Consumer Protections in Danger during the Season of Consumerism
During this holiday season, business will be booming. Companies, both on the street and online, will be catering to millions of customers spending billions of dollars. And it’s not just traditional retailers who will be getting in on the act. Banks will supply loans to help you get end-of-year deals on cars, and tech companies will try to get you to sign contracts for the latest and greatest tech gadget or service. This season is as much about consumerism as it is about Christmas.
Meanwhile, unless Congress acts, in one week the government will run out of money and shut down. Once again, Congress is playing chicken with the deadline in part by loading up the omnibus spending bill with highly contentious policy riders. One such example: some in Congress want to gut protections that the Consumer Financial Protection Bureau (CFPB) provides to the consumers who are spending much of their hard-won earnings at this time of year. CFPB opponents have justified their position by saying they are helping struggling well-meaning local financial institutions. But to be clear, CFPB is not trying to curb good local lenders like the Bailey Brothers Building and Loan in It’s a Wonderful Life. It is protecting consumers from unscrupulous practices by many different kinds of lenders, debt collection agencies, and credit reporting companies. Since the Bureau’s inception, CFPB has won more than $11 billion for over 25 million Americans.
The CFPB is an independent agency dedicated to the protection of consumers (that’s you and me!) from unfair business practices. They have gone after payday loan centers that are really no better than loan sharks. These businesses loan small amounts of money to people to be paid back out of their next paycheck. A typical payday loan might include a fee of $15 per $100 borrowed, resulting in an annualized interest rate of nearly 400 percent. Their exorbitant interest rates and fees often leave unsuspecting borrowers in debt for years, having to pay back anywhere from two to five times as much (or more) as the amount they owed. The CFPB has also tackled some of the toxic mortgages that contributed to the Great Recession. No longer can banks issue loans that have no real value backing them or to people who have no hope of making their payments. As one of our blog posts earlier this year noted, the CFPB also partnered with the U.S. Department of Education to win $480 million in student debt relief for former students of the now-bankrupt Corinthian College, and it cooperated with the Federal Communications Commission to gain $100 million in refunds for customers of Verizon and Sprint who were illegally charged fees on their cell phone bills.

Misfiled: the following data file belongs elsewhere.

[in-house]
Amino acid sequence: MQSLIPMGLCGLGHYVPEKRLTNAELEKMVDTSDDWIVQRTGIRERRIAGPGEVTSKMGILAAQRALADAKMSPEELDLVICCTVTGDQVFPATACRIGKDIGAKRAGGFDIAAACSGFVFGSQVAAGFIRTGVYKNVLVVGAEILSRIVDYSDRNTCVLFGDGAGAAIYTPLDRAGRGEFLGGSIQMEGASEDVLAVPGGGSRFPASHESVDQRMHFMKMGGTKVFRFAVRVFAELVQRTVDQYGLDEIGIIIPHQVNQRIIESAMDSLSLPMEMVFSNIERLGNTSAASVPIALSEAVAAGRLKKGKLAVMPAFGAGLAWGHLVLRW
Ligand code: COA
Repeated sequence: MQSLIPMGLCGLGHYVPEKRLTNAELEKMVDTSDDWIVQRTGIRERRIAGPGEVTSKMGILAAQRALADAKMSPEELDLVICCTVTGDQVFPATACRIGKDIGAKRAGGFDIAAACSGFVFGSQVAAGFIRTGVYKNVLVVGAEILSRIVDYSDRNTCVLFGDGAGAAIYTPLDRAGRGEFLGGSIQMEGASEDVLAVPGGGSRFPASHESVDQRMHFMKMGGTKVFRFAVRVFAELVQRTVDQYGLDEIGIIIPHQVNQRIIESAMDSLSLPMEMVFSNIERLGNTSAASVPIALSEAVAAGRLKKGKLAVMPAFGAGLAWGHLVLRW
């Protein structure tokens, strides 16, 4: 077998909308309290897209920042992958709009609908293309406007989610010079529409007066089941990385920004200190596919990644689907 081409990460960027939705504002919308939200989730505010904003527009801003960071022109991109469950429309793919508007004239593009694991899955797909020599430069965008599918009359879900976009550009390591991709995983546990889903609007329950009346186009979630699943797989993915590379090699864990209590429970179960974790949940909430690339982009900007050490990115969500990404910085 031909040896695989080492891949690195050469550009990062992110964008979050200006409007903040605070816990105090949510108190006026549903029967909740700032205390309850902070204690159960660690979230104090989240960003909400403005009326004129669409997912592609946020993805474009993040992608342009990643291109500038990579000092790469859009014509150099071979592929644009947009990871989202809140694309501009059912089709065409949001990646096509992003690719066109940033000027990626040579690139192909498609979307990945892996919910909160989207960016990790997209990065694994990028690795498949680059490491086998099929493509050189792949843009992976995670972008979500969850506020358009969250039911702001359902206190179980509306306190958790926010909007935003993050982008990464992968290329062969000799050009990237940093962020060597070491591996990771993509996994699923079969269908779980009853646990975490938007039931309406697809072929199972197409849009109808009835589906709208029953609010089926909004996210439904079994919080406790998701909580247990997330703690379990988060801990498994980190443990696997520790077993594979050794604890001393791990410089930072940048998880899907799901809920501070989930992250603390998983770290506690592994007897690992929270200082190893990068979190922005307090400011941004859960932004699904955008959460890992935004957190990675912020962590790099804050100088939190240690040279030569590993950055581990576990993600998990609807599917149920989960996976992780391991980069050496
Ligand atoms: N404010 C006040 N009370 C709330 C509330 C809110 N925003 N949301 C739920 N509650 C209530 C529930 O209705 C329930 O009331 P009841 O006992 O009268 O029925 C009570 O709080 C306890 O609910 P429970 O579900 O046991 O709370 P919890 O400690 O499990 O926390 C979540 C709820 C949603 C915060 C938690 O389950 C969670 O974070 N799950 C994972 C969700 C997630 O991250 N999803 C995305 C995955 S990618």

Now some in Congress seek to disrupt these services by attaching debilitating riders to the must-pass omnibus package. These riders endanger consumers by damaging CFPB’s independence and authority. Some proposals would substitute a panel of five people for the current director (Richard Cordray, who is doing an independent, aggressive and effective job); other possible riders would place the Bureau’s currently independent funding under the direct control of Congress, unlike other similar financial regulatory agencies, which have independent funding. Still other riders would restrict the CFPB’s ability to regulate abusive payday lending, crack down on discriminatory auto lending and abusive subprime mortgages, and go after for-profit colleges that leave students with overwhelming debt but without a job.
Consumer spending in America, for better or worse, is part of the driving force in our economy. During this time of year when so many Americans are spending so much of their money, it seems counterintuitive that Congress wants to undo protections that keep them from losing millions to lenders operating outside the law. Congress should leave the CFPB alone and fully independent by allowing no riders to be attached to the FY16 omnibus bill.
You can do your part to preserve the CFPB by telling Congress to pass a clean spending bill without harmful riders. Send your member of Congress an email, tweet at them, or write on their Facebook pages. Just click here, then share this alert via Facebook and Twitter.